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That men of his coat should be minding

their pray’rs, And not among ladies to give themselves

airs.

Thusargu'd my lady, but argu'd in vain; Theknight his opinion resolv'd to maintain.

But + Hannah, who liften'd to all that

was past, And could not endure so vulgar a taste, As soon as her ladyship call’d to be dreft, Cry'd, madam, why surely my master's pof

fest. Sir Arthur the maltfter; how fine it will

found! I'd rather the bawn weresunk under ground. But madam, I guess’d there would never

come good, When I saw him so often with * Darby and Wood.

for I was adream'd That I saw a huge rat, Ò dear, how I

scream'd!

And now my

dream's out;

+ My lady's waitingwo

man.

* Two of Sir Arthur's managers.

And

And after, methought, I had lost my new

shoes; And Molly, she said, I should hear some ill

news.

Dear madam, had you but the spirit to

teaze, You might have a barrack whenever you

please: And, madam, I always believ'd you fostout, That for twenty denials you would not

give out. If I had a husband like him, I purtest, 'Till he gave me my will, I would give

him no rest; And rather than come in the fame pair of

sheets With such a cross man, I would lie in the

streets: But, madam, I beg you contrive and in vent, And worry him out, 'till he gives his con

fent.

Dear madam, whene'er of a barrack I

think, An I were to be hang’d I can't sleep a

wink:
Vol. VII. L

For

For if a new crotchet comes into my brain,
I can't get it out, tho' I'd never fo fain.
I fancy already a barrack contriv'd
At Hamilton's bawn, and the troop is

arriv’d; Of this to be sure Sir Arthur has warning, And waits on the captain betimes the next

morning,

Now sce when they meet how their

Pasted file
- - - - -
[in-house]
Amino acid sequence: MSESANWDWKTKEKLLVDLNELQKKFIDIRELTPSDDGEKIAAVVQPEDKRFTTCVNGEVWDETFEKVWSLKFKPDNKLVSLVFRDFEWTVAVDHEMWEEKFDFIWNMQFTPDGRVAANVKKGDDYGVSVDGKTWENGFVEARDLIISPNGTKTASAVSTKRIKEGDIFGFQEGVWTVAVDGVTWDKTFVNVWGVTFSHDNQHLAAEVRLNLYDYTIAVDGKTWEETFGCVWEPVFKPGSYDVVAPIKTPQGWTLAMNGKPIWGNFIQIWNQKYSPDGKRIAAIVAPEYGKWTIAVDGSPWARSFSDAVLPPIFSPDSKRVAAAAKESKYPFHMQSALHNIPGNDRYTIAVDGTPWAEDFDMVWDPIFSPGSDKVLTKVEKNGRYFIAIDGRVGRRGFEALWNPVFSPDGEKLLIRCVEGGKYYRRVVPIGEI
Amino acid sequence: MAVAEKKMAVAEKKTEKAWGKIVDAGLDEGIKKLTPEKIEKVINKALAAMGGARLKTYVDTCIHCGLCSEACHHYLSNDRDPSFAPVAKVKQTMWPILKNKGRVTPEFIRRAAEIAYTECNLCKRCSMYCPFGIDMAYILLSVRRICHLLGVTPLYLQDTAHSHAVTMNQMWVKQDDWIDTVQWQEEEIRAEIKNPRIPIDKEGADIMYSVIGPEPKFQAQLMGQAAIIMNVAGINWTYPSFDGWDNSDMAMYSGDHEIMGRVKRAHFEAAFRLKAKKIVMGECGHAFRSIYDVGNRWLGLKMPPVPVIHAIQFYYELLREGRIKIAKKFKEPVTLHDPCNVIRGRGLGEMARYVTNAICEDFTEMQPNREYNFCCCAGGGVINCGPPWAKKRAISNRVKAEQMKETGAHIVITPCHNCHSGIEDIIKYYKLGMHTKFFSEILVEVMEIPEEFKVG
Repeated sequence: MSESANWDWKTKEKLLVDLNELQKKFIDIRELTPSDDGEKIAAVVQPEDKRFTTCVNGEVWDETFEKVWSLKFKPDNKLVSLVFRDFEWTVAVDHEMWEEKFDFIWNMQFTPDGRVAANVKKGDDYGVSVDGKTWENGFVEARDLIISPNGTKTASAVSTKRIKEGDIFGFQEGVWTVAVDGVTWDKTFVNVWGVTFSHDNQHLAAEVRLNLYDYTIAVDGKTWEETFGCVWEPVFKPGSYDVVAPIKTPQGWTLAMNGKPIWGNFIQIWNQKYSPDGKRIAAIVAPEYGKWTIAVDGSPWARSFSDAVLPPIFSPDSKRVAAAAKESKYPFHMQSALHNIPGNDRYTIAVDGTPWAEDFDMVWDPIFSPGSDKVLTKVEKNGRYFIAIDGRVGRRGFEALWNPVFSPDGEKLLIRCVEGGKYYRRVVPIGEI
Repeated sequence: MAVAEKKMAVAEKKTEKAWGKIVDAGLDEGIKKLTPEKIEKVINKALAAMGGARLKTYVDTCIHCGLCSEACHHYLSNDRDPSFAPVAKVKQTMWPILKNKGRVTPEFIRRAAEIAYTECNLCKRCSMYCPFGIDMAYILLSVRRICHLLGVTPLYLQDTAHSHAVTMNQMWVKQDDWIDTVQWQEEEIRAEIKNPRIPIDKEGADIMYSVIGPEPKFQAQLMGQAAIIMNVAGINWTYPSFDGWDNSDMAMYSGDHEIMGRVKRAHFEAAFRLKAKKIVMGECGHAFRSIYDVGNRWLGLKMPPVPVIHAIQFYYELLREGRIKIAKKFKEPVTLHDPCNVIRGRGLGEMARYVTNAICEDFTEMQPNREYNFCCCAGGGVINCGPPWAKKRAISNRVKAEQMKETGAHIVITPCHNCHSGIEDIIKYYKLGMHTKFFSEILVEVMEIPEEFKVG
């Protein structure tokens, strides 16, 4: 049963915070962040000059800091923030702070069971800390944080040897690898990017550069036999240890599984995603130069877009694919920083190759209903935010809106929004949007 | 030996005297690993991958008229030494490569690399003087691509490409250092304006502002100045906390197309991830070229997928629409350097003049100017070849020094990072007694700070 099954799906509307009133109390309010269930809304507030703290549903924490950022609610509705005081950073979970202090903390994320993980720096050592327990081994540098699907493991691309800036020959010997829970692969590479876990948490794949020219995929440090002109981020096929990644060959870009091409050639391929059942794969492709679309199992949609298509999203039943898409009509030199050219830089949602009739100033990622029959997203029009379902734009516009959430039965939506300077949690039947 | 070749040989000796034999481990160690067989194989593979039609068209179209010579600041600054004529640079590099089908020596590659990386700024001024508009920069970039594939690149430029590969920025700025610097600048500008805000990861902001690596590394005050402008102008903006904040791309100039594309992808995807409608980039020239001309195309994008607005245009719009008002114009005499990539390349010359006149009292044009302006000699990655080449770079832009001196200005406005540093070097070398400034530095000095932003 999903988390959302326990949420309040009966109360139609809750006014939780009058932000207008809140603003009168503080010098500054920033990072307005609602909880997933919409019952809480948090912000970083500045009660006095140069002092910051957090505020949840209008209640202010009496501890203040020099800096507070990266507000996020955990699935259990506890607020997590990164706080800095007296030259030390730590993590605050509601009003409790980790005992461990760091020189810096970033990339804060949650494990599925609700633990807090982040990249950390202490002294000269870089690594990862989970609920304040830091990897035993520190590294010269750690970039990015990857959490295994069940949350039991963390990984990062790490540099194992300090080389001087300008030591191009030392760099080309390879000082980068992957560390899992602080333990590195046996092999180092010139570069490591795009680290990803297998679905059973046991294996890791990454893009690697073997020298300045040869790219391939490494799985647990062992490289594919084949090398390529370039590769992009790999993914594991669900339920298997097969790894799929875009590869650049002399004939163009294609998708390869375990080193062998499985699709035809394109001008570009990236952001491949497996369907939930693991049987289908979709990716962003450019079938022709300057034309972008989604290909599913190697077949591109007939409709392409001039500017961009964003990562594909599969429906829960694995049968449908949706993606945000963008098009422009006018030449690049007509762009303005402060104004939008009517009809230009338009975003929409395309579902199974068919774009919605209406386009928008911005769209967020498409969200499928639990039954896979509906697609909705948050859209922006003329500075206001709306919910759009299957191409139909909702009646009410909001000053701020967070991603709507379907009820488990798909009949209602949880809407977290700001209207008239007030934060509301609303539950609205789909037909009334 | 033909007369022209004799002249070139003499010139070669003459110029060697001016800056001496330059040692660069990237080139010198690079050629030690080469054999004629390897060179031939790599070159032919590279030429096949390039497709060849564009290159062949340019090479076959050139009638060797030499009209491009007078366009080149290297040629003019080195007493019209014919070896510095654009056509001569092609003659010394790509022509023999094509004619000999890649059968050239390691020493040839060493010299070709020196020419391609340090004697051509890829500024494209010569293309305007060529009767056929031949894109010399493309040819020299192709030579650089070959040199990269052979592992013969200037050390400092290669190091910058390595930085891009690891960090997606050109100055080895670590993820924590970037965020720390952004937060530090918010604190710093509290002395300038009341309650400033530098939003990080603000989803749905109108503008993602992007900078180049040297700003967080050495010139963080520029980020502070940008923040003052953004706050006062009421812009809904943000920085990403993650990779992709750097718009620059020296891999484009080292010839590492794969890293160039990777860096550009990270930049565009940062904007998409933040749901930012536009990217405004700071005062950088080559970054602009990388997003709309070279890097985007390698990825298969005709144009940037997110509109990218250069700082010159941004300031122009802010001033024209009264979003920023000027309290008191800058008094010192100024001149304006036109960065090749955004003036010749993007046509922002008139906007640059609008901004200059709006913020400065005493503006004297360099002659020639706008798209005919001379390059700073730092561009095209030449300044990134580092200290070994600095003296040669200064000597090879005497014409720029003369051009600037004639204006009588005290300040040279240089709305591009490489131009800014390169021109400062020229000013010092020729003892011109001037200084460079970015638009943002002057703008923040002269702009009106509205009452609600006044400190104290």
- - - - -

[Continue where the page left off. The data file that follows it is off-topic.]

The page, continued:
honours behave; Noble captain your servant-Sir Arthur

your slave;

You honour me much--the honour is

mine, 'Twas a sad rainy night--but the morn

ing is fine Pray how does my lady?-my wife's at

your service.

on you

I think I have seen her picture by Jervis. Good-morrow, good captain,—I'll wait

downYou sha'n't ftir a foot-you'll think me

a clown For all the world, captain, not half an inch

farther You must be obey'd—your servant, Sir Arthur;

My

My humble respects to my lady unknown.-I hope you will use my house as your own.

“ Go bring me my smock, and leave

« off your prate, “ Thou hast certainly gotten a cup in thy

“pate.” Pray madam be quiet; what was it I

faid?You had like to have put it quite out of

my head.

Next day, to be sure, the captain will

come

At the head of his troops, with trumpet

and drum : Now, madam, observe how he marches in

ftate : The man with the kettle-drum enters the

gate : Dub, dub, adub, dub. The trumpeters

follow, Tantara, tantara, while all the boys hol

low. See now comes the captain all daub'd with

gold lace:

O law! the sweet gentleman! look in his face;

And

L 2

And see how he rides like a lord of the land, With the fine flaming sword that he holds

in his hand; And his horse, the dear creter, it prances

and rears;

With ribbons in knots at its tail and its

ears:

At last comes the troop, by the word of

command, Drawn up in our court; when the captain

cries, STAND. Your ladyship lifts up the fafh to be seen (For sure I had dizen'd you out like a queen); The captain, to shew he is proud of the

favour, Looks up to your window, and cocks up

his beaver (His beaver is cock’d; pray, madam, mark

that, For a captain of horse never takes off his

hat; Because he has never a hand that is idle ; For the right holds the sword, and the left

holds the bridle). Then flourishes thrice his sword in the air, As a compliment due to a lady so fair;

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